The title may be entirely inappropriate for this question: that depends on whether I am on the right track. I am developing a statistical model to evaluate flower temperature based on air temperature. I'm not very good at anything statistics related, but I'm decent in programming in Python so I was thinking of building a linear regression in there.
However, I have difficulties figuring out how to build my regression and whether even a linear regression is a good choice at all.
The following plot shows how temperature and flower data varies with the time (Month-day Hour).
The black line = Air temperature.
The coloured lines = various flowers whose temperatures were measured.
Perhaps important, but I can't figure out how to make use of them: the arrows at the top show the wind and direction, while the blue line shows the incident solar radiation.
The y-axis shows the temperature (in Celsius) while the x-axis shows the time.
If I were to compute a linear regression, it would have to be valid for any hour of the day, hence I can't just evaluate how the flower temp varies with the air temp, because a 20 degree air temperature at 1 pm won't give out the same flower temperature as a 20 degree air temperature at 1 am. I tried separating night and day (day varies in between 6 am-7 pm), but even then the results were too chaotic.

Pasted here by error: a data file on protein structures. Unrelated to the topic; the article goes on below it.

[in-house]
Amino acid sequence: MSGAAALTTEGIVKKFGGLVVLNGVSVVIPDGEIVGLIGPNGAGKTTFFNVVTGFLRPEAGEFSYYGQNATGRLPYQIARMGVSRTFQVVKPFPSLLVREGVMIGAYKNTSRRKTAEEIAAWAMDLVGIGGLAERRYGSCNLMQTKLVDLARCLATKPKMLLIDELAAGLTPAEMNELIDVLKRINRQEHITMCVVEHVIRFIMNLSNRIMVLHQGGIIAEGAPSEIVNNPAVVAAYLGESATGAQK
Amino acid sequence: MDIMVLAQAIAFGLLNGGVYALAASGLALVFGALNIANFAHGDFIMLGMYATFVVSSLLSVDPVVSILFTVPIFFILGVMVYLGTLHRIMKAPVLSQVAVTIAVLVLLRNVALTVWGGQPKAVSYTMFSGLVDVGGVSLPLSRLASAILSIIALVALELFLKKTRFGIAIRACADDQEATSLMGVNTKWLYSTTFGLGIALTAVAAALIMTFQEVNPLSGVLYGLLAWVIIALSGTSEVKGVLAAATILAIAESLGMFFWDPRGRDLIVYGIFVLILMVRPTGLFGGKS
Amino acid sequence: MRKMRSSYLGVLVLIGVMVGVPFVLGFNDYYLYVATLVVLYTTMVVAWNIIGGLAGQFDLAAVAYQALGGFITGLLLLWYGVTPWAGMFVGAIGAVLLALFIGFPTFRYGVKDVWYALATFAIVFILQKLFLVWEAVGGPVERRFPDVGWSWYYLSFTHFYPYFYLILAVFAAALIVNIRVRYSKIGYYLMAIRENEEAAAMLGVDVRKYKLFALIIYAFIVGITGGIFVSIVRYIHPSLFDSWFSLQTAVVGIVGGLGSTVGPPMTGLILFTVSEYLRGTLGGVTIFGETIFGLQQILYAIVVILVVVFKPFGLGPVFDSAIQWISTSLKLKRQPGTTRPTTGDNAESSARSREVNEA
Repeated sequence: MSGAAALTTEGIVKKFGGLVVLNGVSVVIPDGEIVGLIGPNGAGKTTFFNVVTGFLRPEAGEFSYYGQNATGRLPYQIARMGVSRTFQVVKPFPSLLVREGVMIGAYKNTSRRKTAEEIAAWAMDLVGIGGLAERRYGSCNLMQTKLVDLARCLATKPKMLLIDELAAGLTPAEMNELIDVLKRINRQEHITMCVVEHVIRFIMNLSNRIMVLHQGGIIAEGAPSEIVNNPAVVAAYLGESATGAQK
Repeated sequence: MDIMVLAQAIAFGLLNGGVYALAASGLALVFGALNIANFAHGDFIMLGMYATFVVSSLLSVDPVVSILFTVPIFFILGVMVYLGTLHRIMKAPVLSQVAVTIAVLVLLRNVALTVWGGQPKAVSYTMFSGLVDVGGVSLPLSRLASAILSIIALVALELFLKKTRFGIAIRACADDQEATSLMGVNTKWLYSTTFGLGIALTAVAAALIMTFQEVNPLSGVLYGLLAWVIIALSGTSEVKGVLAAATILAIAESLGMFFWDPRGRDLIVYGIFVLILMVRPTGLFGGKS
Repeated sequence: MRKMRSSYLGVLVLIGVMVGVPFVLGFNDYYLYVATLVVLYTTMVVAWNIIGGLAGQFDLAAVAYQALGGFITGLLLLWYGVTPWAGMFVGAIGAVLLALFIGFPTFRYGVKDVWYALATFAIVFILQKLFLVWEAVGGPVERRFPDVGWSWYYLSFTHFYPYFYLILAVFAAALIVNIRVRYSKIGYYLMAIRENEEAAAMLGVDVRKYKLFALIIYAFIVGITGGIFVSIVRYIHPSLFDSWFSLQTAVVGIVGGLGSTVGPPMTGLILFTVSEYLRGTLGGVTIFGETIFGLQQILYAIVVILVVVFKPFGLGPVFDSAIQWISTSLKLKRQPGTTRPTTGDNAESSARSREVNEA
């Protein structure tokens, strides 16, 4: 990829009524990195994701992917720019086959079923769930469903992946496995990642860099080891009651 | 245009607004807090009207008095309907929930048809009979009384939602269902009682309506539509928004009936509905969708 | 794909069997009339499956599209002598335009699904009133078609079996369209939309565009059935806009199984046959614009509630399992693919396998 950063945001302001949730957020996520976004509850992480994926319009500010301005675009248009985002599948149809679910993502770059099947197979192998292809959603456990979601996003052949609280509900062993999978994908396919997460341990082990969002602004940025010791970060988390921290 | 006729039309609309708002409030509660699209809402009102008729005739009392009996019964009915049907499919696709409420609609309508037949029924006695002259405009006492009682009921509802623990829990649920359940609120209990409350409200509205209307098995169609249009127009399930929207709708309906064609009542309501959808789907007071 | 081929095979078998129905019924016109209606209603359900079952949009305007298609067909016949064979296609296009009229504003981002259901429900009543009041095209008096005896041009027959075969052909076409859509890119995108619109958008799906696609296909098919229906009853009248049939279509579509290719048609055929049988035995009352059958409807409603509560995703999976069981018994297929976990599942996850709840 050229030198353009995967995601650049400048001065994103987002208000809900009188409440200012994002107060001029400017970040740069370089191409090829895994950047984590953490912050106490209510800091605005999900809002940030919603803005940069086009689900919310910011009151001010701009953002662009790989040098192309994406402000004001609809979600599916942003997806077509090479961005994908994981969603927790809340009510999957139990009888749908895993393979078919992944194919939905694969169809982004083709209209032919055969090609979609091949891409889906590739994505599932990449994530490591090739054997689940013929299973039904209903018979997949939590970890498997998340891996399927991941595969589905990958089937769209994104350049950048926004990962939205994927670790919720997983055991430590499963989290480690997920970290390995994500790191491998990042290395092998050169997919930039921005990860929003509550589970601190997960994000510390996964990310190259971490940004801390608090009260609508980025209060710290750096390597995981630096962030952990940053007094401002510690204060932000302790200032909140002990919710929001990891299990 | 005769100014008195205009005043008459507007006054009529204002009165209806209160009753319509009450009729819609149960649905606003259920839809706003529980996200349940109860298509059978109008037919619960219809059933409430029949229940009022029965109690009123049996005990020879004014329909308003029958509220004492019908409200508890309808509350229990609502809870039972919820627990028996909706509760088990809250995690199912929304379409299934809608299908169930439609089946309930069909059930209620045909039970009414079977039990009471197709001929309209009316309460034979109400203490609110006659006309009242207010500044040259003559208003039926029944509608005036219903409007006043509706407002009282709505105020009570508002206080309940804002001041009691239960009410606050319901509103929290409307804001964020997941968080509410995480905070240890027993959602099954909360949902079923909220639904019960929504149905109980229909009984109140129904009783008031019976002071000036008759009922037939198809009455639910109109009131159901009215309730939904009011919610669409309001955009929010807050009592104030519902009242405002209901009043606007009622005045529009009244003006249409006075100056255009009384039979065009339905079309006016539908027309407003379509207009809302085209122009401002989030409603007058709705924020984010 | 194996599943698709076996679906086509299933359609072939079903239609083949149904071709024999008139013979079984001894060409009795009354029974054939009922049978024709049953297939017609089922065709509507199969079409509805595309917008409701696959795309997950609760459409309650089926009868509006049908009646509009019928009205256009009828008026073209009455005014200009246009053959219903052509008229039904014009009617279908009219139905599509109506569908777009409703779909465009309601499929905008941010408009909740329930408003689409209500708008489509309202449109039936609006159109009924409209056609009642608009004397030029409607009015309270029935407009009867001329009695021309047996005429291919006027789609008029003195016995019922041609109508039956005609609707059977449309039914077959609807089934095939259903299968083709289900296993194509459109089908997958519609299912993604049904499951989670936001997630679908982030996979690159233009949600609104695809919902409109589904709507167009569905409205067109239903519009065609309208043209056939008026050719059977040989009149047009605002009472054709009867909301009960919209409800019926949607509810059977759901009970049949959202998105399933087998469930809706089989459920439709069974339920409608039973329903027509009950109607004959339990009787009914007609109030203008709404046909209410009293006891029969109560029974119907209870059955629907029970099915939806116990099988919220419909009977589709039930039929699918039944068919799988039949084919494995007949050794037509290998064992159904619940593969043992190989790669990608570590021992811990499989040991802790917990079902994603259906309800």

After reading this post: Is time of the day (predictor in regression) a categorical or a continuous variable?, I thought maybe that using a categorical approach would work, but I am getting from this is that I would have 24 different equations for each hour of the day, which seems a bit much. I suppose that I am prepared to attempt such an approach, but I was hoping to get some advice before pressing on?
Perhaps I should simply use solar radiation instead of the time? But even then, the shape is periodic and I have no idea how to integrate a periodic component within a linear regression!